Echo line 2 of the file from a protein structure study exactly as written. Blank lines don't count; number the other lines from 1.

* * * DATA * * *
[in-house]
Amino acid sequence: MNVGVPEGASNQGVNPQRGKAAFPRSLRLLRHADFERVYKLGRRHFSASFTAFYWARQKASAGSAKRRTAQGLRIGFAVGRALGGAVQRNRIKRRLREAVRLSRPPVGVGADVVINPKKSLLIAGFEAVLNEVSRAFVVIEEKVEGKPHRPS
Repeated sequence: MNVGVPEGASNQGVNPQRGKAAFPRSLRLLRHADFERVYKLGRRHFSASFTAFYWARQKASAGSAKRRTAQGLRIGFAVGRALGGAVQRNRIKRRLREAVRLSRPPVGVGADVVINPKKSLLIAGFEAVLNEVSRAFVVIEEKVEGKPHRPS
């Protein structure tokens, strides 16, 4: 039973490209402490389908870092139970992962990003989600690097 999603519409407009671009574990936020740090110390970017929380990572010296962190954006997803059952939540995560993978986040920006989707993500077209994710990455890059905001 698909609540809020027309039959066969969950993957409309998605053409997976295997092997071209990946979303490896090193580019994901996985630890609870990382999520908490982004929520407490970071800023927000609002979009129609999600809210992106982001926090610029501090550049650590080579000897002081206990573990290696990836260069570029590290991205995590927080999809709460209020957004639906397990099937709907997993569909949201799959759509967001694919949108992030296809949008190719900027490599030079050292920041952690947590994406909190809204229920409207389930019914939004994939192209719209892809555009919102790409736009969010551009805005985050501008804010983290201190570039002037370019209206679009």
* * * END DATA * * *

Amino acid sequence: MNVGVPEGASNQGVNPQRGKAAFPRSLRLLRHADFERVYKLGRRHFSASFTAFYWARQKASAGSAKRRTAQGLRIGFAVGRALGGAVQRNRIKRRLREAVRLSRPPVGVGADVVINPKKSLLIAGFEAVLNEVSRAFVVIEEKVEGKPHRPS